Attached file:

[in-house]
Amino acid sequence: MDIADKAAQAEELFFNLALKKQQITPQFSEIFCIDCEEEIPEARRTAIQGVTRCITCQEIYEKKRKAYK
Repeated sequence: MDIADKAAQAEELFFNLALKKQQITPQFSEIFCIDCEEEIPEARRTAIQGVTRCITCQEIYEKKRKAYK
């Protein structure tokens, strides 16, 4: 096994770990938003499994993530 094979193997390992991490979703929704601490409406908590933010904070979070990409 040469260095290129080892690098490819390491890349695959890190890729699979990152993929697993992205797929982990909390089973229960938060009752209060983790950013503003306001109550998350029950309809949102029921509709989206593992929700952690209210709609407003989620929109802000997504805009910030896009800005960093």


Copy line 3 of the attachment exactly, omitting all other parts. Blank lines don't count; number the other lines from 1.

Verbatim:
Repeated sequence: MDIADKAAQAEELFFNLALKKQQITPQFSEIFCIDCEEEIPEARRTAIQGVTRCITCQEIYEKKRKAYK